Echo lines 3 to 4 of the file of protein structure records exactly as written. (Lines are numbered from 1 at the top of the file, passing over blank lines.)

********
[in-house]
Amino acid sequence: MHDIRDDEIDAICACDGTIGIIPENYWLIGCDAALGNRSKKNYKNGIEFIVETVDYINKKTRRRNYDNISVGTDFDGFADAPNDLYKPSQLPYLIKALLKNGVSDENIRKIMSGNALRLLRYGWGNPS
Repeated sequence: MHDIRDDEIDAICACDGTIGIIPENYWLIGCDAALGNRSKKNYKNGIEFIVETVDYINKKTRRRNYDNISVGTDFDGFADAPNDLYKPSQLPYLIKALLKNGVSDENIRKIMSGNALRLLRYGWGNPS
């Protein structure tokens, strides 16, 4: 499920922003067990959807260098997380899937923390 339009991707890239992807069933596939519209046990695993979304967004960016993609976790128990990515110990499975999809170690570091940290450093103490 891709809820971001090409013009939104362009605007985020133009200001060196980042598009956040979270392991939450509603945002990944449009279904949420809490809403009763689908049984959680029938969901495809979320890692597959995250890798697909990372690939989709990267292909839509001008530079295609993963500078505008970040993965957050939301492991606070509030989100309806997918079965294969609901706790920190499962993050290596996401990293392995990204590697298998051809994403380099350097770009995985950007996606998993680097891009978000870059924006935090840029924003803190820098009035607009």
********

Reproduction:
Repeated sequence: MHDIRDDEIDAICACDGTIGIIPENYWLIGCDAALGNRSKKNYKNGIEFIVETVDYINKKTRRRNYDNISVGTDFDGFADAPNDLYKPSQLPYLIKALLKNGVSDENIRKIMSGNALRLLRYGWGNPS
């Protein structure tokens, strides 16, 4: 499920922003067990959807260098997380899937923390 339009991707890239992807069933596939519209046990695993979304967004960016993609976790128990990515110990499975999809170690570091940290450093103490 891709809820971001090409013009939104362009605007985020133009200001060196980042598009956040979270392991939450509603945002990944449009279904949420809490809403009763689908049984959680029938969901495809979320890692597959995250890798697909990372690939989709990267292909839509001008530079295609993963500078505008970040993965957050939301492991606070509030989100309806997918079965294969609901706790920190499962993050290596996401990293392995990204590697298998051809994403380099350097770009995985950007996606998993680097891009978000870059924006935090840029924003803190820098009035607009």